Hays County Fire Marshal’s Office gives us some winter tips on questions you might have about that smell that starts to drift throughout your home when you turn your heater on for the first time as the weather turns cold.
In an ideal world, the air treated by your HVAC system could be odorless or at least smell pleasant.
However, unusual HVAC smells are fairly common, especially when you turn on your furnace during the winter months.
Some of these odors indicate a serious health risk or issue with the heating unit itself, while other smells are harmless if unwanted. So how do you tell the difference between a warning sign and a minor annoyance?
Here, we list some of the most common furnace odors and discuss which you should worry about.
Odors That Can Indicate Hazardous Conditions
Sometimes, a change in heater smell is a hint that the unit has become damaged. Take immediate action if you notice one of the following four odors.
If you smell a distinctly chemical odor that’s similar to formaldehyde, the odor likely results from a crack in the heat exchanger component of your furnace. This component cycles heat out of the combustion chamber and into the plenum.
A broken heat exchanger increases the risk of fire and can distribute carbon monoxide fumes throughout your home.
- Electrical Burning
Electrical and metallic odors generally stem from excessive heat within your furnace. A smell like singed wires likely indicates an overheating metal component, while a more metallic smell may come from a damaged rubber component.
To prevent an automatic shutoff and reduce the risk of fire, turn off the furnace until a professional can find and replace the overheating components.
- Rotten Eggs
The smell of sulphur or rotten eggs almost always indicates an issue with gas supply. Natural gas is odorless, but suppliers treat the gas with a strong rotten egg smell to make gas leaks more detectable. If the smell is faint, but does not dissipate, turn off the furnace and ventilate your home. If the smell is strong, call your gas company and follow their instructions.
If you smell smoke or your smoke detector goes off, turn off your furnace immediately. Smoke odors usually result from a blocked chimney that forces smoke to go through the ductwork rather than out the chimney. A professional chimney cleaning should resolve the smell.
As soon as you notice one of these abnormal furnace smells, assess your safety. If the smell is faint, you may be able to open your windows for ventilation and schedule a service as soon as possible.
If the smell is strong or appears suddenly, leave your home until a professional can determine the source of the odor.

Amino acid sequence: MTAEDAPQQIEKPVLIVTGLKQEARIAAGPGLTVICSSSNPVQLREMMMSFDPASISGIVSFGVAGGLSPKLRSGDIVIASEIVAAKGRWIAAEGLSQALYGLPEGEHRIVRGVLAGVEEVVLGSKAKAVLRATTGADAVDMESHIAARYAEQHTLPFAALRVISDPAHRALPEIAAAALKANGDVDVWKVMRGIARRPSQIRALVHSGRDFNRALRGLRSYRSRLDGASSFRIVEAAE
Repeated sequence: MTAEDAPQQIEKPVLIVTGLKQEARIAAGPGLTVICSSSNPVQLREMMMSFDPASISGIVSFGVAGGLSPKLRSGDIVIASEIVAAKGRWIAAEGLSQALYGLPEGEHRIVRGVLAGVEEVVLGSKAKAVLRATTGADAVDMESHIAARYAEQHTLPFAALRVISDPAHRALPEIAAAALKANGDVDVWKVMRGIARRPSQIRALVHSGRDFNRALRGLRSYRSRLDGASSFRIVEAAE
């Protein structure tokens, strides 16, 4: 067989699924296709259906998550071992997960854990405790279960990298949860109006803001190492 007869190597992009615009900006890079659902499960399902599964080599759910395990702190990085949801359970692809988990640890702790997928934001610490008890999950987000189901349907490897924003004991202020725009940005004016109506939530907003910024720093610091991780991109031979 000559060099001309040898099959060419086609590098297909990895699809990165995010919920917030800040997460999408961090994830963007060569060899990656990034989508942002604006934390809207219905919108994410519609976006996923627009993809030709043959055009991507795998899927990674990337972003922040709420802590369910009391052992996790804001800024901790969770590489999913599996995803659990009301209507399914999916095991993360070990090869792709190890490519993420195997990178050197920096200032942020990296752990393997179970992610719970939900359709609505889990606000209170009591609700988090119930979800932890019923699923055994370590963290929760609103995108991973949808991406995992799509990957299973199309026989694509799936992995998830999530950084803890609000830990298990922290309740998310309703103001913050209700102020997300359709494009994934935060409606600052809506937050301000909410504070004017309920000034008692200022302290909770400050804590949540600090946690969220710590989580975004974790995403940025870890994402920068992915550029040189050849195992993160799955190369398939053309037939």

Smells That Usually Aren’t Cause for Concern
Unlike the odors listed above, some smells simply occur during normal heating processes. The following three smells may warrant a maintenance call, but rarely indicate a dangerous situation for you and your family.
- Burning Dust
It’s easy for your furnace to become dusty, especially if it sits in a basement area. When the heater isn’t in use, your furnace may gather dust on its surface or on its inner components. Then, when you switch the furnace on, the accumulated dust burns up inside the heater.
This odor is particularly common during your first use of the heater that season. Generally, burning dust smell is not a sign of serious issues unless it persists for more than a full day.
Often, an oil odor simply means your furnace filter has become clogged. Changing the filter should get rid of the smell.
However, if a new filter doesn’t get rid of the oil smell, contact a professional. Persistent oil odors can indicate an oil leak.
Mustiness often occurs for similar reasons as burning dust smells: namely, that dampness has collected in and on the furnace. If this smell is faint or goes away after running the heater for a few hours, don’t worry about the mustiness.
If the smell does not dissipate after a few days, there may be mold in your furnace system that’s introducing a damp smell to all your treated air. Have a professional assess the seriousness of this issue as soon as possible since some types of mold can be toxic when inhaled.
If any one of these smells persists, talk to a trusted HVAC expert. Usually a small change, such as replacing a furnace filter, can resolve the issue.
If you smell an odor not on this list, ventilate the area and consult with a HVAC professional as soon as possible to determine whether or not the odor is cause for concern.
If you notice a strange smell coming from your furnace, consider scheduling a professional inspection. Even harmless odors can linger in your home for the entire season if their cause isn’t addressed.
Contact your local Heating and Air Conditioning company for furnace repair, replacement, or routine maintenance to get your home back to smelling fresh and pleasant.
In all cases, don’t hesitate to call 911 if you are concerned about the health and safety of your family.